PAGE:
A central space for IBII will be located in the Pollak Library, where Graham envisions an open area for students and faculty to meet, study and hold small events and lectures.
For more information, contact Graham at email@example.com.
To donate to the institute, use the CSUF giving page.
Center for Oral and Public History’s New Space Preserves Stories for Future Generations
There are few places that have documented Southern California history as in-depth as the Lawrence de Graaf Center for Oral and Public History at Cal State Fullerton.
COPH, which is part of the College of Humanities and Social Sciences, maintains one of the largest oral history archives in California with over 6,000 recorded interviews, photographs and materials. It is well known for its Japanese American collection specializing in World War II, Richard Nixon collection, Mexican American collection, its El Toro Marine Corps Air Station Project and its Women, Politics, and Activism Project.
It also stands out for its focus on underrepresented communities and grassroots organizing, along with student-driven projects.
COPH Move In
This spring, COPH moved into a new space on the sixth floor of the Pollak Library’s south side. It is more than double the size of the center’s previous 5,000-square-foot location.
The center’s new space will open to students and the public as soon as public health guidelines allow. Its upgrades include an archive with temperature control settings, a reading room for researchers, a collaborative workroom for students, a community room for events and exhibits, a processing room for handling and organizing new materials, a project room for student assistants and interviews and a recording room.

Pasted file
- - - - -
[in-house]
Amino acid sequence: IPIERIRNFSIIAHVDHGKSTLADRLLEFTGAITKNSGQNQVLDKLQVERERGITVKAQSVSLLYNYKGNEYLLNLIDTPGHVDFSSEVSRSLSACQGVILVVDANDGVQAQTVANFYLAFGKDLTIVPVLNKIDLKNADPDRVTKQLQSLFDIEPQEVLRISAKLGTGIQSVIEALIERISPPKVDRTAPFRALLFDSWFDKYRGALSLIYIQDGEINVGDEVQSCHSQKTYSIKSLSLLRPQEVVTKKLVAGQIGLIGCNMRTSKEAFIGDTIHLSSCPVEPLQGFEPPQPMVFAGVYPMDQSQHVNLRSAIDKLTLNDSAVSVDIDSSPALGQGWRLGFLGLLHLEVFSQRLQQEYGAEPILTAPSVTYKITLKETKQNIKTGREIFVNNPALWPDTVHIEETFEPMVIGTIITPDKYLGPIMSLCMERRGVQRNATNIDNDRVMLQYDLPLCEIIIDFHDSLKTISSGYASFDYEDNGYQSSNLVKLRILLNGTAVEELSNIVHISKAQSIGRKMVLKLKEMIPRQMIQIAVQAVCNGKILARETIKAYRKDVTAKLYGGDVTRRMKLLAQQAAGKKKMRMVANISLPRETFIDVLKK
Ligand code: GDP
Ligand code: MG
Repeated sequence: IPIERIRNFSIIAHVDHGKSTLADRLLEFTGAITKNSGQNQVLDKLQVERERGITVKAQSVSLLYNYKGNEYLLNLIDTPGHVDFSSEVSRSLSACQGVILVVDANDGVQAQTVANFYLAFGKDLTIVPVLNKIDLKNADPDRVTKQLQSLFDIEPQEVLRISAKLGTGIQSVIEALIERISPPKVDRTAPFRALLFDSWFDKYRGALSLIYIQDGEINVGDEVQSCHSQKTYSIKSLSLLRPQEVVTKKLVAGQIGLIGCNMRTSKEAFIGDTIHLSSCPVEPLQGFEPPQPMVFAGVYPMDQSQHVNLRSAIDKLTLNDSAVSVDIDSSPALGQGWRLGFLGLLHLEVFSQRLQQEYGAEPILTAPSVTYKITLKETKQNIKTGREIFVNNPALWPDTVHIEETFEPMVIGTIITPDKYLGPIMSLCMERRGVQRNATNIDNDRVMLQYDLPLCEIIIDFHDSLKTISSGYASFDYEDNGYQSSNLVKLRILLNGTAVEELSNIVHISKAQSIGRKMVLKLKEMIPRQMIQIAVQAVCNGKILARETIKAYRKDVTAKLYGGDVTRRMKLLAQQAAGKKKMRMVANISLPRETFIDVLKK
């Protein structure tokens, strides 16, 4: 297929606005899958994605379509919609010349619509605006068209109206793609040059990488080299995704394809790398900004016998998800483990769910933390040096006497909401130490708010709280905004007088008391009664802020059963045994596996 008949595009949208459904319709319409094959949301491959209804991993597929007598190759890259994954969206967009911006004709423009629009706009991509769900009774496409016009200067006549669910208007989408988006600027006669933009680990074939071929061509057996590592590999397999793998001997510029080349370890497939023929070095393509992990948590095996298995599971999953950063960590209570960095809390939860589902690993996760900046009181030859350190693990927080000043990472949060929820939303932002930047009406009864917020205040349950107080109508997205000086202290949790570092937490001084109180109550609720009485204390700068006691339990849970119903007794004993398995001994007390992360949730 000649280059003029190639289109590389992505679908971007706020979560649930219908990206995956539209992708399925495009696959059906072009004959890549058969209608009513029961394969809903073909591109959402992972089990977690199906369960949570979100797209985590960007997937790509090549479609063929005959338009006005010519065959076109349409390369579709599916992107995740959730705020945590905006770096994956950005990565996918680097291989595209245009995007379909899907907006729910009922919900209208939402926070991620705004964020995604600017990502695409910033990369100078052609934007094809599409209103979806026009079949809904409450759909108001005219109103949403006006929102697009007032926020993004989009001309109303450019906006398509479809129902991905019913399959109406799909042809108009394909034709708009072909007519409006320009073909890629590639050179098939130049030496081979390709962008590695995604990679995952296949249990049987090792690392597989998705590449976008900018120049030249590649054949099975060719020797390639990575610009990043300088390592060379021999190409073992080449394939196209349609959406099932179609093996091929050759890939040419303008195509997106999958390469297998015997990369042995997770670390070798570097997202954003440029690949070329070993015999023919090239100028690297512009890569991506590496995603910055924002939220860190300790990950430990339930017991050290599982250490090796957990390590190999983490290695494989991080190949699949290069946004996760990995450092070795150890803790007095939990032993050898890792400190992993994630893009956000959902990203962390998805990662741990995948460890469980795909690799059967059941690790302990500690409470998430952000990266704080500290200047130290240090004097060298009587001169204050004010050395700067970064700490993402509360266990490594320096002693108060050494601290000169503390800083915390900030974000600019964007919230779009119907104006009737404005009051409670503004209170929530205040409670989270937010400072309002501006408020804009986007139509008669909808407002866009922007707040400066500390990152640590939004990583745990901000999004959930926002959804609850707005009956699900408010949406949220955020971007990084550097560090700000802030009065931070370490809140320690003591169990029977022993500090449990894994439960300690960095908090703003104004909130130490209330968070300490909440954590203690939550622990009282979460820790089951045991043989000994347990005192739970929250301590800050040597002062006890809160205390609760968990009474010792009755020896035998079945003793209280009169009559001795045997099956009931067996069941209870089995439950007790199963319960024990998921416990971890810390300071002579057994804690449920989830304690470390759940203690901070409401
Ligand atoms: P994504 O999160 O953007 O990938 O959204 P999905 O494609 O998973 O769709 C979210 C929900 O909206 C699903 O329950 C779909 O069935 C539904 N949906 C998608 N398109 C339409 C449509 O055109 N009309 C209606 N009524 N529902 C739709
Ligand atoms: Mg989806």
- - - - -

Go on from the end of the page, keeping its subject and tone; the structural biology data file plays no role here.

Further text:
Natalie Garcia working in new COPH Lab
Natalie Garcia, COPH archivist, said there were collections in the previous center that had yet to be digitized, like reel-to-reel audio tape recordings. They were deteriorating faster than anticipated due to the fluctuating environmental conditions in the archives.
Garcia said the center’s new dedicated HVAC, or heating, ventilating, and air conditioning, system means she does not need to worry as much about the center’s irreplicable audio recordings as they will be preserved under proper environmental conditions.
“Even after my time, they will still be in a good place to be digitized,” Garcia said. “Students well in the future will still have access to these resources.”
Natalie Fousekis, Ph.D., COPH director and professor of history, said the center is the only place in Orange County where you can hear people speak about the region before the 20th century.
“Many of these early interviews tell stories that you can’t get anywhere else,” Fousekis said. “We’re following the best practices of historic preservation and archives in this new space that we were not able to do before.”
When conditions are safe again, Fousekis said she looks forward to students using the center’s new collaborative space for laying out exhibitions, preparing for oral history interviews and working together on projects.
She also looks forward to welcoming students, faculty and the public to its community room for workshops, lectures, receptions and events related to the center’s oral and public history projects.
“All of that will allow students to get hands-on experience in ways they can add to their resume when they go out into the workforce,” Fousekis said.
Prestigious Fellowship Awarded to College of Humanities and Social Sciences
Cal State Fullerton’s College of Humanities and Social Sciences has been selected to receive a postdoctoral fellowship from the American Council of Learned Societies. Fullerton is the first CSU to be awarded a postdoctoral partnership with ACLS. This will allow the college to fund a two-year position for a faculty member from a historically underrepresented group, with the ultimate goal of transforming this position into a tenure-track hire. These positions are within the field of humanities and the college has designated this position to the Department of African American Studies.
Criteria for receiving this funding are that the universities and colleges are committed to increasing the diversity of their faculty.